NRRTS mounts offensive as membership drops off
TRINIDAD, Colo.--With rehab companies pinching every penny, NRRTS recently kicked off a campaign to convince them and their employees to renew their memberships.
Over the last few years, NRRTS has lost about 34 members. The reasons, say officials: Some rehab companies have stopped covering the $200 annual membership fee for their employees, who, in turn, don’t want to pick up the tab; and some rehab companies no longer make NRRTS a priority, now that CMS requires them to have RESNA-certified assistive technology practitioners (ATPs) on staff to provide certain complex wheelchairs.
“We need to get ourselves back to the 800- to 850-member mark,” said Simon Margolis, executive director of NRRTS. “We’re not spiraling out of control, but we want to start working on this now, so we don’t get to that point.”
As part of its campaign, NRRTS has launched the “Gallery of Champions,” a program for medium- to large-sized rehab companies that agree to register a certain percentage of their employees as members.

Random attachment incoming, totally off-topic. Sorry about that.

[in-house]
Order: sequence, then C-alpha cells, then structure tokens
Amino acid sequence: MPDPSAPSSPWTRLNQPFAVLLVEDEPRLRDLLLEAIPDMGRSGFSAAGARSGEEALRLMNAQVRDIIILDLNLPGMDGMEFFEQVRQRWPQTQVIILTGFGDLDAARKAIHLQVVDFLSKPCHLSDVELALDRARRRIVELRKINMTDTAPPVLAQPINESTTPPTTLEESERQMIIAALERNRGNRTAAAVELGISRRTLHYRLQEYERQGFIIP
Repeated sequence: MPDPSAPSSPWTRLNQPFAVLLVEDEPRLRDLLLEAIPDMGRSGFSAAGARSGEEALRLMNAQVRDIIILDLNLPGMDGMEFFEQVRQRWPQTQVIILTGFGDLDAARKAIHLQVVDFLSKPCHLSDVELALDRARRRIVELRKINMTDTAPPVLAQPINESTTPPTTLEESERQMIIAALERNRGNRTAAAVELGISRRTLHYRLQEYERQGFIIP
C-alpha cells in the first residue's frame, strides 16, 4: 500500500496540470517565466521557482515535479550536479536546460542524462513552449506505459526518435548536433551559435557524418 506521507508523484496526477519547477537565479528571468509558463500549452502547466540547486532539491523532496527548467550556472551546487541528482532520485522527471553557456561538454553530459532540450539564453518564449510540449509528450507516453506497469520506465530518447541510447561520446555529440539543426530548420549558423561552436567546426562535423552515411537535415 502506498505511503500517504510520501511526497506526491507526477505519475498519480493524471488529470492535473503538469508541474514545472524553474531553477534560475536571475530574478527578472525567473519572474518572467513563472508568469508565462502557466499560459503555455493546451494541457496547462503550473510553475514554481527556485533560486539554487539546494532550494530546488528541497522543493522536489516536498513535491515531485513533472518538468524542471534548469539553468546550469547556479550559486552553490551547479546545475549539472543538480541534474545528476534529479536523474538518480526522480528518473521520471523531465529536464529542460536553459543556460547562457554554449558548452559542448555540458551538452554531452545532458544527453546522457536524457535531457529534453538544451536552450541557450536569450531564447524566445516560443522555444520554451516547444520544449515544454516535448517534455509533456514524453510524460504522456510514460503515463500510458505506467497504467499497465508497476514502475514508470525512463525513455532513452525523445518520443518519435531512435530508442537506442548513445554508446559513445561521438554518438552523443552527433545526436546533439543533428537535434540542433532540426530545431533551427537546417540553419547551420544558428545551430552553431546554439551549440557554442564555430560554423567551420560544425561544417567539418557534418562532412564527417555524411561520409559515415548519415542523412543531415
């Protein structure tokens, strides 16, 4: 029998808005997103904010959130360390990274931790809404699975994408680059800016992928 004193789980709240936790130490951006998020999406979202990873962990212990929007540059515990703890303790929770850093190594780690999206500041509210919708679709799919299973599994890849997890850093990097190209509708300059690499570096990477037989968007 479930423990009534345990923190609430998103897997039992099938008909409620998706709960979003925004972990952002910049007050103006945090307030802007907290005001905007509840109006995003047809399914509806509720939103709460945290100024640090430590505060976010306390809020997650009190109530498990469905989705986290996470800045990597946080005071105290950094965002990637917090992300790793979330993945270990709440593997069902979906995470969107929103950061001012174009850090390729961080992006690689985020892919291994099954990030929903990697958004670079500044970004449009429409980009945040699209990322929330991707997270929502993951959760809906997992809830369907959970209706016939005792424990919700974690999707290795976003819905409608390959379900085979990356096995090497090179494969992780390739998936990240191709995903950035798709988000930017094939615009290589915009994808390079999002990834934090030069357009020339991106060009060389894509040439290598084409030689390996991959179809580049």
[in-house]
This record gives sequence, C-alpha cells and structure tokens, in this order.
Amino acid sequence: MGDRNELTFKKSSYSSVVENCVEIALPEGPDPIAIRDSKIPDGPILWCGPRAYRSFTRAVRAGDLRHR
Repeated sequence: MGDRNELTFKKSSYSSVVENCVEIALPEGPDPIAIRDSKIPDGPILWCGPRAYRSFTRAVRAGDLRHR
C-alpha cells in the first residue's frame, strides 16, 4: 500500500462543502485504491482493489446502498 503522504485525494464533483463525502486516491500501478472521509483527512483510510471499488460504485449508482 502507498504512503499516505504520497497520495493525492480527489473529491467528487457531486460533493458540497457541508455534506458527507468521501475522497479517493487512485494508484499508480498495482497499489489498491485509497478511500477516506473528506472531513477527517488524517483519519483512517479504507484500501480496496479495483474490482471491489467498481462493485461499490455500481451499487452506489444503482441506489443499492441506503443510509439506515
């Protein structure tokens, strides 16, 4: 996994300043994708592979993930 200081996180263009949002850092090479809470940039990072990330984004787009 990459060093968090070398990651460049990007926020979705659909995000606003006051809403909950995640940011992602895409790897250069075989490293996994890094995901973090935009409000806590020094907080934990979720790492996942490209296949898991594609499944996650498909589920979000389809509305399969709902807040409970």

Also, it has developed a brochure that pictures a panda and asks: “Is the Professional RTS an Endangered Species?” The brochure outlines the benefits of being a NRRTS member.
For Michele Gunn, being a NRRTS member means having access to industry news (through e-mails, a listserv and a quarterly publication called “Directions”) and teleseminars offering continuing education units (CEUs).
“If my employer didn’t cover the membership fee, I would write the check myself,” said Gunn, who sits on NRRTS’s board of directors and works for Browning’s Pharmacy and Health Care in Melbourne, Fla. “It’s worth it.”
Additionally, NRRTS membership offers numerous intangible benefits, says Weesie Walker, NRRTS president and manager of National Seating & Mobility’s branch in Atlanta.
“It gives me access to people like Laura Cohen and Rita Hostak,” she said. “That comes in handy when you’re trying to fight changes.”